Lent admits mistakes. The whole Christian framework of sin becomes empowering, and even liberating, when we realize that we are not expected to be perfect. When I practice repentance, it feels like God is lifting a burden from my shoulders.

Lent is about resistance. When Jesus retreats to the desert, he is saying “No!” to a whole bunch of worldly pressures. It’s hard to say “No” in today’s world. And yet in our country’s current administration, there are many impulses and movements worth resisting. What will you stand up against this Lent?

And one last thing, friends. Easter, like the summit of a long hike, feels a whole lot better when we have been paying attention during Lent!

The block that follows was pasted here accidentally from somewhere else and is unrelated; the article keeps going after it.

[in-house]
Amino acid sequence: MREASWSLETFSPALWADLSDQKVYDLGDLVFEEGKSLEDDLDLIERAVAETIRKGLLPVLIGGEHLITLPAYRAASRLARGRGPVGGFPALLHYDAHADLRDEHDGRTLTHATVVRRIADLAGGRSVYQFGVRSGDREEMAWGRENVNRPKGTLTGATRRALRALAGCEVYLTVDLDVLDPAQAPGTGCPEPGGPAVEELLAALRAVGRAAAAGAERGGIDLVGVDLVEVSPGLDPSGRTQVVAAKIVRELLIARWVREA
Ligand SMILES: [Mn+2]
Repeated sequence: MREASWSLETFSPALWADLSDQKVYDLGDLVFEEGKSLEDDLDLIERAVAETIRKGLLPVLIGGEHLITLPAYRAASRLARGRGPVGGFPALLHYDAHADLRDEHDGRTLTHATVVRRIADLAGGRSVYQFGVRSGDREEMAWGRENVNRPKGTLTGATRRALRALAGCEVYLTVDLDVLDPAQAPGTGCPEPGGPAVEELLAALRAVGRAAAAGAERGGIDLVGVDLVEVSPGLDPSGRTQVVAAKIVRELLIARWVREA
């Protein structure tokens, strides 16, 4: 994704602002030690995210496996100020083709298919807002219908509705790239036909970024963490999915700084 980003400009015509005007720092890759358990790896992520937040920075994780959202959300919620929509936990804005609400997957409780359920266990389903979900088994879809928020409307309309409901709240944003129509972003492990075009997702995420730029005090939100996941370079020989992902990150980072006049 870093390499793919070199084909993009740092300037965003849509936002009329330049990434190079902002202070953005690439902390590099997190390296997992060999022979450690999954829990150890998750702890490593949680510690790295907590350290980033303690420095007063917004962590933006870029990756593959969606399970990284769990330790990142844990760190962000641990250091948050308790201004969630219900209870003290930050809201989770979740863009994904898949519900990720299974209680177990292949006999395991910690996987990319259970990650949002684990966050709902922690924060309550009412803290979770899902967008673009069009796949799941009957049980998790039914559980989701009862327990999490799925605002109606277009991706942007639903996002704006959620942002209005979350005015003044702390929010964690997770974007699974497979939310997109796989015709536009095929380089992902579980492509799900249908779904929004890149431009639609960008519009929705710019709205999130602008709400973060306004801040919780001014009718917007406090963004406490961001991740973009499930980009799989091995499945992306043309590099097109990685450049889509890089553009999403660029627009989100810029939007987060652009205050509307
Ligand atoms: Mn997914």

I hope you will consider joining us at our Ash Wednesday service, and at the Soul Sparks discussion series before Sunday worship in March and April. Come explore what Lent means to you.

Thanking God for you,

Nate

 

Today’s Newsletter

Dear Friends,

One of the most powerful parts about church is the way in which our community bears the presence of all those who have touched it in the past. We are a living body, and yet our shape and identity does not only extend to the living.

This week marks the first anniversary of the death of Rev. Kim Smith-Nilsson. For many of you who knew and loved Kim, and who were known and loved by her, this is a tender time.

Here’s a truth about loss: in the stories we tell, in the songs that we sing, in photographs, in beloved objects, in something as simple as a gesture or a word, people come back. Their spirits don’t leave us.